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Sustainable Alternatives: Bats suffering from mysterious syndrome

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darius

darius
So.App.Mtns.
United States
(Zone 5b)

May 27, 2009
5:42 PM

Post #6605067

Bats, nature's little insect eating machines, are dying in disturbing numbers throughout the East. Biologists have found sick, dying and dead bats in unprecedented numbers in and around caves and mines from Vermont to Virginia. In spots where bats hibernate, affected bats usually have white fungus on their muzzles and parts of their bodies. They frequently lack adequate body fat to survive until spring. Known as white-nose syndrome (WNS) http://www.fws.gov/northeast/white_nose.html , it was only recently identified as a fungus (Geomyces sp.) If WNS is not eradicated, there's a real possibility of losing entire bat species, which would increase the population of many beetles, moths, aquatic flies and mosquitoes, including pests that plague nurseries and home landscapes. Nearly 100 groups are working together to solve the WNS mystery. If you discover a large bat kill, contact the U.S. Fish & Wildlife Service (800) 344-9453.
herbspirit
Southborough, MA
(Zone 6a)

May 28, 2009
12:29 AM

Post #6606718

Darius-

Thanks for the heads up. I hadn't noticed that around here yet. But I know an area locally that normally has lots of bats. I'll keep my eyes open.

Patricia

darius

darius
So.App.Mtns.
United States
(Zone 5b)

May 28, 2009
1:00 AM

Post #6606875

It worries me... first the bees, now bats... and all the lesser known critters who become extinct in a blink of an eye. How long can this lovely blue planet survive all the abuse we heap on it?
Molamola
Christiansted, VI
(Zone 11)

May 28, 2009
2:27 AM

Post #6607324

With as much bug spray, foggers and the like, as there is, I'm sadly not surprised.

Edited to add, there's not much left of our oceans. Don't look into it, too depressing.

This message was edited May 27, 2009 10:28 PM
garden_mermaid
San Francisco Bay Ar, CA
(Zone 9b)

May 29, 2009
1:38 AM

Post #6611768

I don't suppose there are bat feeders than can be put out in yards like we do for hummingbirds? Perhaps folks who live in the affected areas can fatten them up before winter to help them pull through? I've put up bat houses in the past, but not feeders.
Molamola
Christiansted, VI
(Zone 11)

May 29, 2009
2:06 AM

Post #6611905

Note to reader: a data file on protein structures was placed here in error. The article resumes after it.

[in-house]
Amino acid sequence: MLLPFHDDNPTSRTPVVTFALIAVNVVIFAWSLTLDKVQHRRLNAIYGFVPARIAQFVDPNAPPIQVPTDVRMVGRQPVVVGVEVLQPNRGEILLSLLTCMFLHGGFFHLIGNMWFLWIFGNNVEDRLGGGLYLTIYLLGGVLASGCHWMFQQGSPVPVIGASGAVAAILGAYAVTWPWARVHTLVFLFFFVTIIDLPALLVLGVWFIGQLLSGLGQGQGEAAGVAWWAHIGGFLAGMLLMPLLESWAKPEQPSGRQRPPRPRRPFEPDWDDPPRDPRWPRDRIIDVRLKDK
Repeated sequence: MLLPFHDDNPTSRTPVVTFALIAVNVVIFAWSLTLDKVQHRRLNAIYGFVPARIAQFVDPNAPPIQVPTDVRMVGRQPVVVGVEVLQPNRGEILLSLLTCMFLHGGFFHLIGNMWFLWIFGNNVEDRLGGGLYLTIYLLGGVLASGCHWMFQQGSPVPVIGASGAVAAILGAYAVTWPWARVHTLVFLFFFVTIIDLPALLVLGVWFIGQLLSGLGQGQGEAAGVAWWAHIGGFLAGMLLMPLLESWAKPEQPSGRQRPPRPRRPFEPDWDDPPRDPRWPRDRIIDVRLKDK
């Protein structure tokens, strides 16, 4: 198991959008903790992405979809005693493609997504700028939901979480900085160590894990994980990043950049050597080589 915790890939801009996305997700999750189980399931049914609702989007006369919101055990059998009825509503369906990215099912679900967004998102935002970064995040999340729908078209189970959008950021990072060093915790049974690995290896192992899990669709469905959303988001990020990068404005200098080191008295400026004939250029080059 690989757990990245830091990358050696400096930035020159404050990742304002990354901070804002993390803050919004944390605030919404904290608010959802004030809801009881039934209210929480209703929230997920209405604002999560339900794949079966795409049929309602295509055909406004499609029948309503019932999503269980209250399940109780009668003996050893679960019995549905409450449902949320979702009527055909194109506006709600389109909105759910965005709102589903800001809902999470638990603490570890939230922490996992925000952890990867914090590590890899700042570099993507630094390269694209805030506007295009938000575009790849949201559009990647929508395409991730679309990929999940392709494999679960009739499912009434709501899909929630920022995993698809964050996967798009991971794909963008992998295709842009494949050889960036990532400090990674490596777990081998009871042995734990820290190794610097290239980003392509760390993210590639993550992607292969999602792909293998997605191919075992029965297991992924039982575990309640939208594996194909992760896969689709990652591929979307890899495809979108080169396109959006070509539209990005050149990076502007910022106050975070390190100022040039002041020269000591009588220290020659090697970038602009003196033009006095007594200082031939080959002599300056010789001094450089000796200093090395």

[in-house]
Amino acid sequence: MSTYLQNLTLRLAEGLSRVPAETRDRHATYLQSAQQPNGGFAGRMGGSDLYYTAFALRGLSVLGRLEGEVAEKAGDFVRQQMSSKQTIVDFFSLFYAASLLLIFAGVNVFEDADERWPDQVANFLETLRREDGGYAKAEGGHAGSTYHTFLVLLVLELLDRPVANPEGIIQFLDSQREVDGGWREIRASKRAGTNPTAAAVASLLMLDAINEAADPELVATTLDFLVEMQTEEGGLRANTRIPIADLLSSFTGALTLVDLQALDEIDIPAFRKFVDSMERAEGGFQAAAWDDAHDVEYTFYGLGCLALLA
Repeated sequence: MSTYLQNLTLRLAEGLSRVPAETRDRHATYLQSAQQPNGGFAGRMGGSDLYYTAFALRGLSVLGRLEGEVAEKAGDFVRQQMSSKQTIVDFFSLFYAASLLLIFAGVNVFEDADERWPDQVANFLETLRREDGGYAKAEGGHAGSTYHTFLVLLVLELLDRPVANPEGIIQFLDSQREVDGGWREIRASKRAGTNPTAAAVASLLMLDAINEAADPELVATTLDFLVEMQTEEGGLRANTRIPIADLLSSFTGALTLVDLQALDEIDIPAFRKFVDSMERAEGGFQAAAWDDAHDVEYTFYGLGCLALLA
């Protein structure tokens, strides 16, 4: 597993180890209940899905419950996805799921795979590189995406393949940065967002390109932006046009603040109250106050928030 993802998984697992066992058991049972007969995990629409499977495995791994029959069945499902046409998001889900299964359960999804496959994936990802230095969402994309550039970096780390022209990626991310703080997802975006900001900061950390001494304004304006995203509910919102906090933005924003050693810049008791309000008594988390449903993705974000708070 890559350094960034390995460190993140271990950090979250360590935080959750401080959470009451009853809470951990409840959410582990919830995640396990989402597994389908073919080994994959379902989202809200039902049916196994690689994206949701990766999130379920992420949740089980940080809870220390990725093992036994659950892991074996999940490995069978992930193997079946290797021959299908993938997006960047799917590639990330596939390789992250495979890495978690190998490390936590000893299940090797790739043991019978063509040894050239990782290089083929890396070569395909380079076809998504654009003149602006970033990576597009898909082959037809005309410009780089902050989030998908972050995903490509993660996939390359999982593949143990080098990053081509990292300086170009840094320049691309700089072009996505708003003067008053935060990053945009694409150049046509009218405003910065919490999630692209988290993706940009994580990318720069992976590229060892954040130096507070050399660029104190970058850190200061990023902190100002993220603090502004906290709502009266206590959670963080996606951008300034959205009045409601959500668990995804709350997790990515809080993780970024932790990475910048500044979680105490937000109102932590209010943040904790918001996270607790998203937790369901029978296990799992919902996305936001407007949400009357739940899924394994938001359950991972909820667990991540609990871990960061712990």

A feeder?

A light, to attract bugs. They eat bugs that fly around at night. No?

But humans are on a crusade to eradicate bugs. No?
twiggybuds
Moss Point, MS
(Zone 8b)

May 29, 2009
2:59 AM

Post #6612128

It just occurred to me to ask if you have your normal mosquito populations. This month has been terribly wet and still no mosquitoes. The past couple years there were a few and this year I really can't remember when I last saw one. I stay outside until just before dark almost every day so I know they're conspicuously absent. I am very pleased with that but I know they're a main food for bats around here.

On the other hand, there's a regular plague of knats. The ones that are too small to see. I don't know if the bats eat them or not but something sure does need to get them. There are far more than is normal.

I've seen a few honey bees this year. That is not saying much, I could probably count them on both hands, but it is more than in all of last year.

I'm not using anything toxic except neem and BT for caterpillars and squash borers so it's really a big mystery. Those two pests have been far worse than usual. Something strange is going on.



garden_mermaid
San Francisco Bay Ar, CA
(Zone 9b)

May 29, 2009
5:53 AM

Post #6612634

Interesting idea Molamola! Would the bats be attracted to the bugs flying around a light? I've never seen bats or swallows come near the bugs that gather near light fixtures. This will be something to explore.

synda

synda
Carrollton, OH
(Zone 6a)

May 29, 2009
6:13 AM

Post #6612652

We have a pole light in our drive and come warm weather there are always a couple bats flying around to get the bugs...I haven't been out at night so far this year .That is something I'll need to watch for.
And something else that was odd,and I was quite grateful for,is those Asian Beetles...look like ladybugs.we always have millions on the outside walls of the house and there hasn't been any this year.

darius

darius
So.App.Mtns.
United States
(Zone 5b)

May 29, 2009
1:13 PM

Post #6613273

When I lived in Atlanta, bats would skim my swimming pool every evening at dusk. Man, they are fast!

Synda, we had very few Asian ladybugs this past year either.
gloria125
Greensboro, AL

May 29, 2009
6:30 PM

Post #6614518

We just finished a period of flash flooding and soggy weather. No shortage of mosquitoes here.

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